By Stephanie Chao ,The China Post
TAIPEI, Taiwan — Former Academia Sinica President and Nobel Prize Laureate Lee Yuan-tseh (������) yesterday commented on how he believes Democratic Progressive Party Chairwoman Tsai Ing-wen (���^��) is a much more suitable choice to become Taiwan’s president, during the third-force New Power Party’s (NPP, �ɥN�O�q) first round of political policy platforms for next year’s elections, the Central News Agency reported.
The NPP had invited Lee to the platform, themed ��creating a brighter future for humanity,�� to give a speech on developments in environmental sustainability and emissions control. Lee was asked his thoughts on the ��two contending presidential hopefuls’ ability to lead Taiwan and to create a better future for humankind�� at the meeting. Taiwan’s current likely presidential candidates include Tsai and Kuomintang Deputy Legislative Speaker Hung Hsiu-chu (�x�q�W). Lee, in response, said he was more optimistic about Tsai’s abilities due to her ��vision and execution capacities.�� He will also attend a panel discussion with Tsai, to be held at National Taiwan University in mid-July.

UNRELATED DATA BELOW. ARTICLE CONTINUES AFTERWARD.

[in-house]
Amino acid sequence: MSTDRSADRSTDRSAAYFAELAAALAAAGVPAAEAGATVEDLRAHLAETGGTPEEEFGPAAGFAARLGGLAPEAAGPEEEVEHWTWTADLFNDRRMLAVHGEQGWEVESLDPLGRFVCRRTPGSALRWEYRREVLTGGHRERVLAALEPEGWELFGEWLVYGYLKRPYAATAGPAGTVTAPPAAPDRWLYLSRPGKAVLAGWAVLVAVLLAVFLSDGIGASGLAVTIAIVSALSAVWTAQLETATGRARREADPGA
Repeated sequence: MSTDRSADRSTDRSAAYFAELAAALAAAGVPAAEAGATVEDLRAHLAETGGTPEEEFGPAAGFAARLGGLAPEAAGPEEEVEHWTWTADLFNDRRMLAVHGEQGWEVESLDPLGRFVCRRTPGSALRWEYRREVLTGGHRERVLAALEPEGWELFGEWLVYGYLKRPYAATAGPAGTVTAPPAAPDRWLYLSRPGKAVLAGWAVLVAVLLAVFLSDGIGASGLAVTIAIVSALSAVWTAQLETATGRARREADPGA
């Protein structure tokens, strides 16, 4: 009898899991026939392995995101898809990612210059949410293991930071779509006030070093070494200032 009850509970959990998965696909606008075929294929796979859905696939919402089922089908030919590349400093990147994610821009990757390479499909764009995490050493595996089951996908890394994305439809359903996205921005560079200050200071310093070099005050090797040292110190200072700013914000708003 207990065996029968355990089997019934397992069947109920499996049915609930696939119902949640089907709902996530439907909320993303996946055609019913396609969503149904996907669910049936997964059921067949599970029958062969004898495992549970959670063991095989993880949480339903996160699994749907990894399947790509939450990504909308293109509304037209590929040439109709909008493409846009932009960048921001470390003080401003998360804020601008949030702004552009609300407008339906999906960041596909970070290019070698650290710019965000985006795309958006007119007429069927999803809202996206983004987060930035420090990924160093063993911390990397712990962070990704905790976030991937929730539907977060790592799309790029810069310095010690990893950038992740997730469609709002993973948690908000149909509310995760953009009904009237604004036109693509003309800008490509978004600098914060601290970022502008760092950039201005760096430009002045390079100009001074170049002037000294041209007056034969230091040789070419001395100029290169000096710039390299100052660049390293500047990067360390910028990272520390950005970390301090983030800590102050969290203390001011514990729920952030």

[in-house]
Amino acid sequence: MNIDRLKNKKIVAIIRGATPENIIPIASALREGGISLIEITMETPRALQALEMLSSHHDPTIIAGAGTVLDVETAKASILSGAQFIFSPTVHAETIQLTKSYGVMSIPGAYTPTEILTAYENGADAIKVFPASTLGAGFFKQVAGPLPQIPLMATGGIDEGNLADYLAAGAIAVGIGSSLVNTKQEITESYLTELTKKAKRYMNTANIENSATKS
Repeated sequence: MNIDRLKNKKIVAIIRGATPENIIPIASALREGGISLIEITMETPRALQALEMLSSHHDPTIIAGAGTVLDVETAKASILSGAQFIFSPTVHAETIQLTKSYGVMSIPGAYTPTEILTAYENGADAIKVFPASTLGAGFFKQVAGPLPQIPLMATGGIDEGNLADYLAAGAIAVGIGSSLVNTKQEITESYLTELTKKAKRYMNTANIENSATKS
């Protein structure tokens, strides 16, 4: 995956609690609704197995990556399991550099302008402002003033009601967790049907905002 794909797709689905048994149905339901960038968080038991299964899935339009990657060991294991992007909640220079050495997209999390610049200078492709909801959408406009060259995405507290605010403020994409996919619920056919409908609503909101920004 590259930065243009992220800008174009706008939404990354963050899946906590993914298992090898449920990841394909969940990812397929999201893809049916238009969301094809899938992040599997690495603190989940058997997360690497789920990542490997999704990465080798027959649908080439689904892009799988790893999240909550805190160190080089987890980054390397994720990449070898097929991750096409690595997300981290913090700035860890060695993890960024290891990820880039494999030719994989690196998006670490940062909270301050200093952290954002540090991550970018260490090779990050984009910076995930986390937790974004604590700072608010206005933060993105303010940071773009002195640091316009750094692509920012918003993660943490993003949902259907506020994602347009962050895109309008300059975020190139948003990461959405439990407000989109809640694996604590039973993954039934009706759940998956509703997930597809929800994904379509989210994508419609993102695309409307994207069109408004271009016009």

Fielding questions from the media as to whether he will declare his backing for Tsai in her presidential campaign, Lee said ��this is not a question of declaring my support for whomever,�� but rather that there are still ��many things to discuss with Tsai,�� since as a teacher, Lee said, he hopes he can influence others through discussions. The Nobel Prize laureate further spoke about how he and Tsai occasionally meet up, and had seen one another recently. ��But the meetings are not frequent, and we sometimes bump into each other at some occasions,�� Lee said.
Lee explained that he often discussed issues such as the environment and climate change with Tsai, ��however, Tsai hasn’t thought quite as in-depth on the issues as I have,�� and this is the one thing that Lee believes he needs to discuss further with the chairwoman.
Third Force in Taiwan In a media interview before the speech, Lee commented on how the rise of the third-force parties in Taiwan is a positive sign. He is also very supportive of the younger generation who are more willing to ��do more for society.��
Most politicians, Lee explained, make compromises for the sake of votes. He is optimistic about the rising force, however, saying that ��if there is a new power putting pressure on the two major political parties, the parties will not be as likely to continue compromising.��